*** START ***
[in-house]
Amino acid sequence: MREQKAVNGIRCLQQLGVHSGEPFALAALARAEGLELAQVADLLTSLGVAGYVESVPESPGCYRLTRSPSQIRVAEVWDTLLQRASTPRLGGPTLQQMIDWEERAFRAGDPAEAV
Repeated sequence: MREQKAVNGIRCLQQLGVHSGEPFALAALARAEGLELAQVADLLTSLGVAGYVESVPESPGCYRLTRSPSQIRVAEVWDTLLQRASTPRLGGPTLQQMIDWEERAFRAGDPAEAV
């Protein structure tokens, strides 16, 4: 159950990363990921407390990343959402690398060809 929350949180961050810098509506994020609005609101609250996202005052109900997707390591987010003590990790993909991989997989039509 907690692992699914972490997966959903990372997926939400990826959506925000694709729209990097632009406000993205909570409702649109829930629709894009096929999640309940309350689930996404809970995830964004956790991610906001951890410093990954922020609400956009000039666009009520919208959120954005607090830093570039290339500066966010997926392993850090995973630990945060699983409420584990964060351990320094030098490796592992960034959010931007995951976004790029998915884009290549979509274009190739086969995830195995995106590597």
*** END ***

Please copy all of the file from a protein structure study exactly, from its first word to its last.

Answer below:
[in-house]
Amino acid sequence: MREQKAVNGIRCLQQLGVHSGEPFALAALARAEGLELAQVADLLTSLGVAGYVESVPESPGCYRLTRSPSQIRVAEVWDTLLQRASTPRLGGPTLQQMIDWEERAFRAGDPAEAV
Repeated sequence: MREQKAVNGIRCLQQLGVHSGEPFALAALARAEGLELAQVADLLTSLGVAGYVESVPESPGCYRLTRSPSQIRVAEVWDTLLQRASTPRLGGPTLQQMIDWEERAFRAGDPAEAV
């Protein structure tokens, strides 16, 4: 159950990363990921407390990343959402690398060809 929350949180961050810098509506994020609005609101609250996202005052109900997707390591987010003590990790993909991989997989039509 907690692992699914972490997966959903990372997926939400990826959506925000694709729209990097632009406000993205909570409702649109829930629709894009096929999640309940309350689930996404809970995830964004956790991610906001951890410093990954922020609400956009000039666009009520919208959120954005607090830093570039290339500066966010997926392993850090995973630990945060699983409420584990964060351990320094030098490796592992960034959010931007995951976004790029998915884009290549979509274009190739086969995830195995995106590597």